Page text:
However, passenger demand is now picking up again as many countries relax their restrictions that had absolutely rocked the commercial aviation industry for over a year. Thus, it may not be sustainable to keep filling up A350 bellies following the return of travelers. Ultimately, carriers need to ensure that there is enough capacity.

Ethiopian Airlines
Ethiopian Airlines is one of several airlines that scaled up its cargo services with the help of the Airbus A350. Photo: Ethiopian Airlines

As a result, carriers are urging Airbus to come up with fresh solutions to meet the new requirements in the industry. Notably, a freighter A350 could be on the cards.

“There is a lot of pressure from customers. They say, “the fantastic aircraft, the A350 – why don’t you launch a freighter version of it?’ So, it is currently being studied by the company.” – Wouter Van Wersch – MAKS-2021.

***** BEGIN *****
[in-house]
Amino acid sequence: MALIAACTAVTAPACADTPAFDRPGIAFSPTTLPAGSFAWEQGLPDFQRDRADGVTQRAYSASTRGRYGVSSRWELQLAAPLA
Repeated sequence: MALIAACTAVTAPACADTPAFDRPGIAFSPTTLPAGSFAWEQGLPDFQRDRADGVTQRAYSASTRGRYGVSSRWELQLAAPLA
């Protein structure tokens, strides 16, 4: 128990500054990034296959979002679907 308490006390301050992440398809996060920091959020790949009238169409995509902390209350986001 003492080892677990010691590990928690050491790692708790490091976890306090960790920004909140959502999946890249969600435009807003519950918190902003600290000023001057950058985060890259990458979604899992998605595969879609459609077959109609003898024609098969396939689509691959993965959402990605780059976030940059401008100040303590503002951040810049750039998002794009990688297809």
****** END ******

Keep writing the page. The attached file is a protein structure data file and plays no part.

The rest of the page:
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Egyptian Cargo A330
Airbus does have existing options for widebody cargo solutions, but it’s considering to expand its provisions. Photo: Airbus

Positive signals across the board

This stance is echoed throughout the company. This week, another Airbus leader, COO Christian Scherer said in a report by FlightGlobal, that his airline is now reacting to the market forces. He adds that there is some wind in the sails towards “seeing the emergence of an A350 freighter.”

A notably potential customer of the A350 freighter is Qatar Airways. Bloomberg notes that this week, the flag carrier of Qatar’s CEO, Akbar Al Baker, shared that his company could place a large order for the plane. Alternatively, the firm could go for Boeing’s 777F by this fall.

Korean Air Cargo Boeing 777F Getty
The Boeing was launched in May 2005 amid a significant demand from airlines across the globe for efficient and high-capacity long-haul cargo builds. Photo: Getty Images

So, with key clients such as Qatar Airways weighing their options, Airbus is further incentivized to speed up the process of studying the freighter. Nonetheless, with such talk happening, and plenty of benefits to be had across the board it’s highly unlikely that the opportunity for Airbus to introduce such an aircraft would be given up on.